Because I, personally, find it morally repugnant, not to mention unwise, to do such things. Because, even if it was in self-interest only, at the very least I could be censured by society and at the most get the death penalty.

Is fear of hellfire the only thing that should keep me from behaving in such a manner? That’s ridiculous, not to mention scary.

One word answer: evolution.

Man evolved as a social animal. Accordingly, it makes sense that a moral/ethical sense (simplied as empathy) would be hardwired into the human psyche. Compassion exists in all social animals, from the wolf who brings back food to the injured member of the pack to the baboons who “babysit” each others’ children.

Sua

Because it is in my best self-interest to promote the widespread use of The Golden Rule, and for me to not follow said rule would undermine my self-interest.

Because the critics assume that their religious beliefs give them a monopoly on morality. :rolleyes:

As another atheist, I believe the OP is right. My compassion may be based on the values i’ve been fed with during childhood, on the social norms and expectations where I live, even on some biological trait hardwired in my brain, but certainly not on some logical reasonning.

One can (try to) logically justify moral values on the basis of game theories or social contract or whatnot, but it appears to me as a reasonning “a posteriori”. I already hold such or such moral values, and I’m going to find a way to explain why they’re better than any other arbitrary set of values. And different assumptions logically lead to different ethics (say priority given to individual freedom or to collective well-being, for instance).

Anyway, I don’t think that something like “compassion” can be explained in a rational way. Compassion is a feeling hence don’t really rely on logic. A conscious decision not to steal in a situation where I don’t feel any compassion for the victim for some reason could be assumed to be rational, but I believe that in most cases, it’s also mainly based on non-rationalized feelings (like guilt, fear of other people’s opinion, etc…)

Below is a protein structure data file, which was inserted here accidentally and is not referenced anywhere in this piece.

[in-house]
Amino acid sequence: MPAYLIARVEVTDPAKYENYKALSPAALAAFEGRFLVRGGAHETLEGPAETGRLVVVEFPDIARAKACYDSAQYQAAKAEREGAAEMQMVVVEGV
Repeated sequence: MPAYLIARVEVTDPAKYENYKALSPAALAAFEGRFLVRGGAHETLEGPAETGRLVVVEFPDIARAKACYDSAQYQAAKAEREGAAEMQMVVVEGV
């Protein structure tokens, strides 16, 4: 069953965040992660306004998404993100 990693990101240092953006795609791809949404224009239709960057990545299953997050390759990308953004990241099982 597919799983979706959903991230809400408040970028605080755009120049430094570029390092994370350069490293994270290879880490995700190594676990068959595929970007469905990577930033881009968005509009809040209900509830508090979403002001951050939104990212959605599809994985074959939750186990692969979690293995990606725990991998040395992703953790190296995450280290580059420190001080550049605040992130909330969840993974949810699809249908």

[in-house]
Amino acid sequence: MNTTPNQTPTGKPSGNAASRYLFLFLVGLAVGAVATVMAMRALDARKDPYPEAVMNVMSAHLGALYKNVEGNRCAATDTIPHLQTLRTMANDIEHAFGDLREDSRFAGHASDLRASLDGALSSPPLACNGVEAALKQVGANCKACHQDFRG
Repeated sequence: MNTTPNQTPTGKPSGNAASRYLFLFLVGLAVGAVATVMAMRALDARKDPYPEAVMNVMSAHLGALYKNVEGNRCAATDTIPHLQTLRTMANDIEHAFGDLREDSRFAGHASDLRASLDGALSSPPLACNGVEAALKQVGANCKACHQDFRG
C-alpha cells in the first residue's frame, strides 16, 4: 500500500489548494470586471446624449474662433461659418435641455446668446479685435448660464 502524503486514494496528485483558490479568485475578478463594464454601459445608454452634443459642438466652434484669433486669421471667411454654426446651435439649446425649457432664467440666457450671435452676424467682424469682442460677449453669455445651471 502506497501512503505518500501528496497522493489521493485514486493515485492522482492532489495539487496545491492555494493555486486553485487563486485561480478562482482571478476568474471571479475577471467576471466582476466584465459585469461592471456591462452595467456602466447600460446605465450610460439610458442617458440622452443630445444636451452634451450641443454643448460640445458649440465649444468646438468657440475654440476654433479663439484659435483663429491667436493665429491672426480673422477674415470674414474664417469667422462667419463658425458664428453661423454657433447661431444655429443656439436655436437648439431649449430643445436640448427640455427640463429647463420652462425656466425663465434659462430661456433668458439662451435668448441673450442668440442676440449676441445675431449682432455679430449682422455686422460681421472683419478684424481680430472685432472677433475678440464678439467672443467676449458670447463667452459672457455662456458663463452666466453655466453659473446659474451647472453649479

clairobscur, why would fear of the negative opinions of others be “non-rationalized”? Even we atheists have to live in society, and life within society is easier if others do not hold one in contempt.

Sua

Yes, Sua, it can be rationnal. But in other circumstances it could not be (say, when these other people are strangers I’m unlikely to meet again). Also, I mean than more often than not, it’s a “gut” reaction, not a well-thought analysis of the potential consequences.

One could argue that this gut reaction has been instilled in us by our parents, at school, by society at large and often serves a purpose. But this purpose isn’t necessarily rationnal.

Well, let’s think about this: suppose God never said “Thou shalt not kill”. Would murder still be morally wrong? Do you believe that the only reason murder is wrong is because God said so, or is murder wrong for some other reason, separate from God, and God just passed the word along?

If murder is wrong only because God said so, he could just as easily have said, “Go ahead, kill whoever you want.” And that would then be the morally correct thing to do. And why shouldn’t God tell us that, if there was nothing particularly compelling one way or another on the subject? If God’s word is the only thing that makes right actions right and wrong actions wrong, then all morality is arbitrary and dependant on God’s whim alone.

If, on the other hand, you believe that there is some reason murder is wrong, and God was just passing the word along, then you can find that reason without involving God in your reasoning.